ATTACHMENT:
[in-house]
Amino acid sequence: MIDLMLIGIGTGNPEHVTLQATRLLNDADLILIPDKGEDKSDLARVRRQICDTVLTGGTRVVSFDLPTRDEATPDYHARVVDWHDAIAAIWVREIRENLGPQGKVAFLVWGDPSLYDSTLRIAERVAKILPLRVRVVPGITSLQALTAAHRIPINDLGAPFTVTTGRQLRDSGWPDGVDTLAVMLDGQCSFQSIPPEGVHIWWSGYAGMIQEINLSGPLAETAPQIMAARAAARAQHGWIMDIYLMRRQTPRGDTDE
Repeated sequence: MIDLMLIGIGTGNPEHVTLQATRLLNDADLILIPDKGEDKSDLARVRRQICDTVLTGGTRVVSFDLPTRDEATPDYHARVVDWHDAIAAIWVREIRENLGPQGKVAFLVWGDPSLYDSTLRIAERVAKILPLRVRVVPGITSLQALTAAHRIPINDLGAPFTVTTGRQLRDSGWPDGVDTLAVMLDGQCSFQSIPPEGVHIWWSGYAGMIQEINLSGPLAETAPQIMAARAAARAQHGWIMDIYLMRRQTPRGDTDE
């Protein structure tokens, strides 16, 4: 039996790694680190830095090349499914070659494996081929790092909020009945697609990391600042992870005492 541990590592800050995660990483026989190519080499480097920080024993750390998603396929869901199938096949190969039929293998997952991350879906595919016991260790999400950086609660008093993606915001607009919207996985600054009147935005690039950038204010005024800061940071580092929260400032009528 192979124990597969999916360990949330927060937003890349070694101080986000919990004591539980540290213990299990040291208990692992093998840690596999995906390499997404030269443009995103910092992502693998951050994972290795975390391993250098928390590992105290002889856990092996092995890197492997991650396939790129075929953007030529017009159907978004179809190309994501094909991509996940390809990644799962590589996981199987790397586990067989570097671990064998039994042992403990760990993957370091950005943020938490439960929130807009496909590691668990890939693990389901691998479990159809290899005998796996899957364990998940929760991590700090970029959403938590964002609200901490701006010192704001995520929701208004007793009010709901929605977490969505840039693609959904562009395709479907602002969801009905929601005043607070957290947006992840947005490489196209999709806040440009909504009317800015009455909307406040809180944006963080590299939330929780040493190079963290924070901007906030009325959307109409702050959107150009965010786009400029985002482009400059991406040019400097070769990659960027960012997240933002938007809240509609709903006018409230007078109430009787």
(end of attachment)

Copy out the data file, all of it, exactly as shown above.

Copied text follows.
[in-house]
Amino acid sequence: MIDLMLIGIGTGNPEHVTLQATRLLNDADLILIPDKGEDKSDLARVRRQICDTVLTGGTRVVSFDLPTRDEATPDYHARVVDWHDAIAAIWVREIRENLGPQGKVAFLVWGDPSLYDSTLRIAERVAKILPLRVRVVPGITSLQALTAAHRIPINDLGAPFTVTTGRQLRDSGWPDGVDTLAVMLDGQCSFQSIPPEGVHIWWSGYAGMIQEINLSGPLAETAPQIMAARAAARAQHGWIMDIYLMRRQTPRGDTDE
Repeated sequence: MIDLMLIGIGTGNPEHVTLQATRLLNDADLILIPDKGEDKSDLARVRRQICDTVLTGGTRVVSFDLPTRDEATPDYHARVVDWHDAIAAIWVREIRENLGPQGKVAFLVWGDPSLYDSTLRIAERVAKILPLRVRVVPGITSLQALTAAHRIPINDLGAPFTVTTGRQLRDSGWPDGVDTLAVMLDGQCSFQSIPPEGVHIWWSGYAGMIQEINLSGPLAETAPQIMAARAAARAQHGWIMDIYLMRRQTPRGDTDE
């Protein structure tokens, strides 16, 4: 039996790694680190830095090349499914070659494996081929790092909020009945697609990391600042992870005492 541990590592800050995660990483026989190519080499480097920080024993750390998603396929869901199938096949190969039929293998997952991350879906595919016991260790999400950086609660008093993606915001607009919207996985600054009147935005690039950038204010005024800061940071580092929260400032009528 192979124990597969999916360990949330927060937003890349070694101080986000919990004591539980540290213990299990040291208990692992093998840690596999995906390499997404030269443009995103910092992502693998951050994972290795975390391993250098928390590992105290002889856990092996092995890197492997991650396939790129075929953007030529017009159907978004179809190309994501094909991509996940390809990644799962590589996981199987790397586990067989570097671990064998039994042992403990760990993957370091950005943020938490439960929130807009496909590691668990890939693990389901691998479990159809290899005998796996899957364990998940929760991590700090970029959403938590964002609200901490701006010192704001995520929701208004007793009010709901929605977490969505840039693609959904562009395709479907602002969801009905929601005043607070957290947006992840947005490489196209999709806040440009909504009317800015009455909307406040809180944006963080590299939330929780040493190079963290924070901007906030009325959307109409702050959107150009965010786009400029985002482009400059991406040019400097070769990659960027960012997240933002938007809240509609709903006018409230007078109430009787």